Northeast Oklahoma Regional Alliance recently announced that it is one of five communities joining the Inclusive Development Network, a new initiative designed to advance inclusive workforce development within the selected regions through a focus on reaching underserved populations.
Selected from more than 35 applications for the Network's first cohort of communities were: Five counties in Northeast Oklahoma; Cleveland, Ohio; Corpus Christi, Texas; Spokane, Washington; and Pensacola, Florida.
NORA will bring together partners from Cherokee, Mayes, Muskogee, Rogers and Wagoner Counties to develop strategies around workforce inclusiveness.
"Having a strong plan for developing a pipeline of employees in our region will strengthen our regional economy," said NORA Executive Director Lisa Smith.
An initiative of the Council for Adult and Experiential Learning, the Inclusive Development Network will work to identify and implement strategies that reduce equity gaps in local workforce development. Participating communities were selected based on their geography and size, as well as their existing and proposed reach with underserved populations.
Through a specialized planning process facilitated by CAEL, the leadership teams from the selected communities will hone inclusive workforce development strategies to create education, job and career opportunities for all residents.
NORA will assemble a leadership team that includes representatives from local institutions, including: Cherokee Nation Commerce Department, Cherokee Nation Career Services, Claremore Industrial and Economic Development Authority, Eastern Workforce Board, Indian Capital Technology Center, MidAmerica Industrial Park, Northeast Technology Center, Northeast Workforce Board, Northeastern State University, Port of Muskogee Business and Economic Development Office, Rogers State University, Tahlequah Industrial Authority and Wagoner County Economic Development Authority.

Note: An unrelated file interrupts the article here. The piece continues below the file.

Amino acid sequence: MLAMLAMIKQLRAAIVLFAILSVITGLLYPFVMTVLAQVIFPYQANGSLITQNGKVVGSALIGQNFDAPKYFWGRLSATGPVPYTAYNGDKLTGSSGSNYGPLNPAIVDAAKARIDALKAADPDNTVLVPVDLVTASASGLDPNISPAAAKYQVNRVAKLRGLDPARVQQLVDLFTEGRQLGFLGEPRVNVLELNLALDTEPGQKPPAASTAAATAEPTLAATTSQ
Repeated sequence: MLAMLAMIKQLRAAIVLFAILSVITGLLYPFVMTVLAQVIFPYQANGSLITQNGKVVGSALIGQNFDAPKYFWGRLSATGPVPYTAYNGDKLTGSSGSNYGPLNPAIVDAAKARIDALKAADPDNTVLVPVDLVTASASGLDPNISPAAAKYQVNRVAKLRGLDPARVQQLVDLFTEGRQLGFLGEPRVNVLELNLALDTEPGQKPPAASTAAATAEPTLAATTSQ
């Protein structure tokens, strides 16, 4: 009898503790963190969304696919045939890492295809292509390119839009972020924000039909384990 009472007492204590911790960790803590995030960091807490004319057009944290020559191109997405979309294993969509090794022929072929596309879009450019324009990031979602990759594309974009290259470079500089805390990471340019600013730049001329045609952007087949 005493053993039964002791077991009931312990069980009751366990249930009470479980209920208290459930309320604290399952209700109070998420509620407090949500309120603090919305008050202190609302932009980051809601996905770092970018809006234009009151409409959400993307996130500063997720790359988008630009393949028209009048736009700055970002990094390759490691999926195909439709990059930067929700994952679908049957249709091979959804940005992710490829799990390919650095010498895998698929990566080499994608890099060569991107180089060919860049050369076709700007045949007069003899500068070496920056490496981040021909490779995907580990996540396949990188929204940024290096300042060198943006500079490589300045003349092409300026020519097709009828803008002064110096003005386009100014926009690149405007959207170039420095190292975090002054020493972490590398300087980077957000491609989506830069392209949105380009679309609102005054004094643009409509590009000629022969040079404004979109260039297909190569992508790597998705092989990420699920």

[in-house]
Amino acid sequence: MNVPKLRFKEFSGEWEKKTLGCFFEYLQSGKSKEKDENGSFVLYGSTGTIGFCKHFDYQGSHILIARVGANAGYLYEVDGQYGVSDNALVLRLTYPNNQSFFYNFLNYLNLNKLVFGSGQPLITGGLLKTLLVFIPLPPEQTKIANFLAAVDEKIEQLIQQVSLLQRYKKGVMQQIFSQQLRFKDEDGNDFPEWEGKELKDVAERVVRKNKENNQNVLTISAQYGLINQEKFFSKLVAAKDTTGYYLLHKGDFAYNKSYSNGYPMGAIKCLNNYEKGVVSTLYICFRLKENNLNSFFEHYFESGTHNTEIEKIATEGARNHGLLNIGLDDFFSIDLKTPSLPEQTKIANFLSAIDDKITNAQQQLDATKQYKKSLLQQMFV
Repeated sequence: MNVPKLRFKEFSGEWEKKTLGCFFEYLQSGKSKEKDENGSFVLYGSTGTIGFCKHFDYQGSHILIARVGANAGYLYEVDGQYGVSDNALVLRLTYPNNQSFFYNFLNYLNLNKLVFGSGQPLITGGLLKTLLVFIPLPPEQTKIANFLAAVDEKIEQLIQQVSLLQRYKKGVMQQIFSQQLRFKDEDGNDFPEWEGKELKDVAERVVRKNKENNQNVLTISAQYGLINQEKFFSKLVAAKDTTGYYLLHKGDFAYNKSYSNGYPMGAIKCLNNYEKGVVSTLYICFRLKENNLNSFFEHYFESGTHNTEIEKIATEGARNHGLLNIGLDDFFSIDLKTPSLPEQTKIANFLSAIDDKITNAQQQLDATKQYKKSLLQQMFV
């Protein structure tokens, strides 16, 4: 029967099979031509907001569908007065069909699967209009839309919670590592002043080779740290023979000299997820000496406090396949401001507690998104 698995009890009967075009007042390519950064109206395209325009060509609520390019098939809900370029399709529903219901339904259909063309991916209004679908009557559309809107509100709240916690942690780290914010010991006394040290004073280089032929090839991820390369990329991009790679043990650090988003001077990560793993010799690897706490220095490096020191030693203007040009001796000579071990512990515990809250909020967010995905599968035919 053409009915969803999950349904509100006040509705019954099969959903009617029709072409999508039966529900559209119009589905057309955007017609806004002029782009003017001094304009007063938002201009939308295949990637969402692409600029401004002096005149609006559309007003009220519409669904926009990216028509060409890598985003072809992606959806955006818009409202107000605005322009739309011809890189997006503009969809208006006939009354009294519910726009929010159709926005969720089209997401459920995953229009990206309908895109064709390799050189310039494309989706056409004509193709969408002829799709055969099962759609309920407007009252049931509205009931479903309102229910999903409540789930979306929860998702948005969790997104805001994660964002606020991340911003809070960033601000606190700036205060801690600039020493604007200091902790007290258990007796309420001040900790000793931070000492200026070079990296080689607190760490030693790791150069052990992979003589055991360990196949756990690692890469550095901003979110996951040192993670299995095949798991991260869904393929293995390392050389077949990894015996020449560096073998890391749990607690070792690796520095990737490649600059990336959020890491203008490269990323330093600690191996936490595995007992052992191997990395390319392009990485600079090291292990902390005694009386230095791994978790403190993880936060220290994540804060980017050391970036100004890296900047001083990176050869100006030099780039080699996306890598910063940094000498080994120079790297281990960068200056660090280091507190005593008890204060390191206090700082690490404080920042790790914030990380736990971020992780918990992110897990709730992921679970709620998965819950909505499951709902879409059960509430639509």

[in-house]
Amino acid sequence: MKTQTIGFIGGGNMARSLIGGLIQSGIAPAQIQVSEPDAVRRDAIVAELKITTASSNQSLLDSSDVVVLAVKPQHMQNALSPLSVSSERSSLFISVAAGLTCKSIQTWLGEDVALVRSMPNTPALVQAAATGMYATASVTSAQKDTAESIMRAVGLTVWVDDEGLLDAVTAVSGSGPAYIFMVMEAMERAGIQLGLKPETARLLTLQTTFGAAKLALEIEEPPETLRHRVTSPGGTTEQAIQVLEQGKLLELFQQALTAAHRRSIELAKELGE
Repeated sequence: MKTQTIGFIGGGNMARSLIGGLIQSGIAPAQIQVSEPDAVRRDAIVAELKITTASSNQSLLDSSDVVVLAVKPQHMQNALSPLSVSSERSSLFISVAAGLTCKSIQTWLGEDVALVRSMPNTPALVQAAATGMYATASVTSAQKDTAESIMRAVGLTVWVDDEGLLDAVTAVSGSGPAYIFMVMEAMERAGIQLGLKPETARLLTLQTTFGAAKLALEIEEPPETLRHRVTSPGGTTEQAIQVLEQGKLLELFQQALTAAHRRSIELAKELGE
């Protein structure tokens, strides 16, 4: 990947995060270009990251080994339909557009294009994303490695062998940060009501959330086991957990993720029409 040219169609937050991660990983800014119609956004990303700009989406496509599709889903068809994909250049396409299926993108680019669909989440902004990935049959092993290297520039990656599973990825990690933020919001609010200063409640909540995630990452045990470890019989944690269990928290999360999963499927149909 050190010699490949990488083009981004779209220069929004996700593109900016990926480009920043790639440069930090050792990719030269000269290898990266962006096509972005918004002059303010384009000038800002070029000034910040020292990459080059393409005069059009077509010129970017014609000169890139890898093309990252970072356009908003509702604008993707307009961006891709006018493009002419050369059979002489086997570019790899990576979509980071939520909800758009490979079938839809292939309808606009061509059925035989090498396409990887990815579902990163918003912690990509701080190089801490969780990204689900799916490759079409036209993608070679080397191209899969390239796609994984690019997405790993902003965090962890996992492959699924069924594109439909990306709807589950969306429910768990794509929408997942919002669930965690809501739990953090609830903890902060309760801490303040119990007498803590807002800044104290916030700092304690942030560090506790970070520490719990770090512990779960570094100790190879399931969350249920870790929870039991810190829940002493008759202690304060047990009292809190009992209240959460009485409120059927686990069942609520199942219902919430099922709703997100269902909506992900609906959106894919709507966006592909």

"Although our economy is growing, segments of our communities are still struggling with poverty, wage stagnation and underemployment. In local economic development, a focus on working adults and inclusivity can help ensure that every member of the community has the opportunity to thrive," said CAEL President Marie A. Cini.
Backed by grants from ECMC Foundation and JPMorgan Chase & Co., the Inclusive Development Network will be supported by partnerships with national experts, including International Economic Development Council, Burning Glass Technologies, Avalanche Consulting Inc. and Quest Site Solutions.
"This work is about promoting economic inclusion for working adults at the local level," said ECMC Foundation President Peter J. Taylor. "Together, these leaders will blaze a new trail to a more equitable and prosperous future for working adults, families and communities."
To learn more about the IDN, visit inclusivedevelopmentnetwork.org.